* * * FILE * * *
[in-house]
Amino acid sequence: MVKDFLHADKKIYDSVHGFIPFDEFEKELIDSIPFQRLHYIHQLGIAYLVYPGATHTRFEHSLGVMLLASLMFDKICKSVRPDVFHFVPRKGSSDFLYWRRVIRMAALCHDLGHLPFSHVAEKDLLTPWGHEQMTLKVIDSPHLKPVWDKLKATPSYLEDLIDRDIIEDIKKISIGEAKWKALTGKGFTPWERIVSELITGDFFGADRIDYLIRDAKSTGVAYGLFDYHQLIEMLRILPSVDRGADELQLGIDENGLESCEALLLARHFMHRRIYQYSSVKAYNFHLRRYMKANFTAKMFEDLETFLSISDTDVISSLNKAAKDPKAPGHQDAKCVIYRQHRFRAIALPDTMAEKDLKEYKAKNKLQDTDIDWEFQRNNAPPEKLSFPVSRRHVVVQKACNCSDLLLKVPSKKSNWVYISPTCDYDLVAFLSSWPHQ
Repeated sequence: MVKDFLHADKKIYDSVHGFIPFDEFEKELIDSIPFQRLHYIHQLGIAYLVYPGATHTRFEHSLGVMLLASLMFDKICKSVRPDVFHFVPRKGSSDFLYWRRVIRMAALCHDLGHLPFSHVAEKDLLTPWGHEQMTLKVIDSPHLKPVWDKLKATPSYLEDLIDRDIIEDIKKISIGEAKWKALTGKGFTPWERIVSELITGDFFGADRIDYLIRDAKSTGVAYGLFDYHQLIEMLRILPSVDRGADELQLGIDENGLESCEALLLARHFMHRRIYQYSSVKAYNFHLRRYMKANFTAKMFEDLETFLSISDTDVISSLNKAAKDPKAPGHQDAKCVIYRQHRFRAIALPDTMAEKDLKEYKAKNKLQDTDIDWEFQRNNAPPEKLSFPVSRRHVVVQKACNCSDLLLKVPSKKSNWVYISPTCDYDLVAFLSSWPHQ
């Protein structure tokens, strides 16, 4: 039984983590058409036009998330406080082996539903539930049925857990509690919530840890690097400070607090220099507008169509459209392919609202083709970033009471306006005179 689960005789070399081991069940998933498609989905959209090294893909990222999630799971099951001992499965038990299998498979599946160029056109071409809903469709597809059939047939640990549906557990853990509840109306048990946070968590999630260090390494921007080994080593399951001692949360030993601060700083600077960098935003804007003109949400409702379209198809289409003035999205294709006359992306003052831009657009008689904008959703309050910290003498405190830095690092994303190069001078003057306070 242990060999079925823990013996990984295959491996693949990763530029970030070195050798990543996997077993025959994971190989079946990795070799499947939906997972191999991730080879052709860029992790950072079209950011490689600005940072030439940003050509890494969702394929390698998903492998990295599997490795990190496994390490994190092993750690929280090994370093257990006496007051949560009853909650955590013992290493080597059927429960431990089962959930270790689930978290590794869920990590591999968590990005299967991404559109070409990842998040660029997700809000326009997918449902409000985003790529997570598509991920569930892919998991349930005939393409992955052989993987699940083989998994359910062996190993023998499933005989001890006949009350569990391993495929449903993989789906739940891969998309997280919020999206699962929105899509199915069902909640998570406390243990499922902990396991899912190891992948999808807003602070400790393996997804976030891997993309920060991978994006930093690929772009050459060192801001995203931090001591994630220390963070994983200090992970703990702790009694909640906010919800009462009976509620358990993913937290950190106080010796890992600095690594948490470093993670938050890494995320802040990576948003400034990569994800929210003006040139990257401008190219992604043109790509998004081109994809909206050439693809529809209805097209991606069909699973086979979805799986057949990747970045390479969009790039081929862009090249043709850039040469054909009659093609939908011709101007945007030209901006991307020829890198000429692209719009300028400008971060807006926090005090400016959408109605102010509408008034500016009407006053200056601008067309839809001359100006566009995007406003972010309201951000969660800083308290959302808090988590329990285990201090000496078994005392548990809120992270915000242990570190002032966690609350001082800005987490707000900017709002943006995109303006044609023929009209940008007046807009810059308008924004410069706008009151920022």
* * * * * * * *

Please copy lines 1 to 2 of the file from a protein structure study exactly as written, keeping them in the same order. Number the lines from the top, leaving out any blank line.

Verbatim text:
[in-house]
Amino acid sequence: MVKDFLHADKKIYDSVHGFIPFDEFEKELIDSIPFQRLHYIHQLGIAYLVYPGATHTRFEHSLGVMLLASLMFDKICKSVRPDVFHFVPRKGSSDFLYWRRVIRMAALCHDLGHLPFSHVAEKDLLTPWGHEQMTLKVIDSPHLKPVWDKLKATPSYLEDLIDRDIIEDIKKISIGEAKWKALTGKGFTPWERIVSELITGDFFGADRIDYLIRDAKSTGVAYGLFDYHQLIEMLRILPSVDRGADELQLGIDENGLESCEALLLARHFMHRRIYQYSSVKAYNFHLRRYMKANFTAKMFEDLETFLSISDTDVISSLNKAAKDPKAPGHQDAKCVIYRQHRFRAIALPDTMAEKDLKEYKAKNKLQDTDIDWEFQRNNAPPEKLSFPVSRRHVVVQKACNCSDLLLKVPSKKSNWVYISPTCDYDLVAFLSSWPHQ